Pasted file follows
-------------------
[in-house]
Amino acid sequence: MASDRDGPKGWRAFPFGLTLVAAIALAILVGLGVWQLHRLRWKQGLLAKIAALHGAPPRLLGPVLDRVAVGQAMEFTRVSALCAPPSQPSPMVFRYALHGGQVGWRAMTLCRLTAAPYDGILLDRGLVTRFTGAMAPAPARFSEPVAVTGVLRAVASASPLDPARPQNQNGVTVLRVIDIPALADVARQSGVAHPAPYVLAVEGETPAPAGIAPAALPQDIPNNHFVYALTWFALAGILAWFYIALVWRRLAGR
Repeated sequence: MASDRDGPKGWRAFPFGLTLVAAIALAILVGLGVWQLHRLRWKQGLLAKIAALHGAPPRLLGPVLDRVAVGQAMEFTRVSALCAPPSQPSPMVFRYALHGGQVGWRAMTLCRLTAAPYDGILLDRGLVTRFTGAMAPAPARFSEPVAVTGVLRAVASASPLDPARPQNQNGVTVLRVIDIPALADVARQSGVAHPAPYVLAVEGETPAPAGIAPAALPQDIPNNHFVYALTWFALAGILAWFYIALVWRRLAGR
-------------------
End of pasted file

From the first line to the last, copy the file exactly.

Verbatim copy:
[in-house]
Amino acid sequence: MASDRDGPKGWRAFPFGLTLVAAIALAILVGLGVWQLHRLRWKQGLLAKIAALHGAPPRLLGPVLDRVAVGQAMEFTRVSALCAPPSQPSPMVFRYALHGGQVGWRAMTLCRLTAAPYDGILLDRGLVTRFTGAMAPAPARFSEPVAVTGVLRAVASASPLDPARPQNQNGVTVLRVIDIPALADVARQSGVAHPAPYVLAVEGETPAPAGIAPAALPQDIPNNHFVYALTWFALAGILAWFYIALVWRRLAGR
Repeated sequence: MASDRDGPKGWRAFPFGLTLVAAIALAILVGLGVWQLHRLRWKQGLLAKIAALHGAPPRLLGPVLDRVAVGQAMEFTRVSALCAPPSQPSPMVFRYALHGGQVGWRAMTLCRLTAAPYDGILLDRGLVTRFTGAMAPAPARFSEPVAVTGVLRAVASASPLDPARPQNQNGVTVLRVIDIPALADVARQSGVAHPAPYVLAVEGETPAPAGIAPAALPQDIPNNHFVYALTWFALAGILAWFYIALVWRRLAGR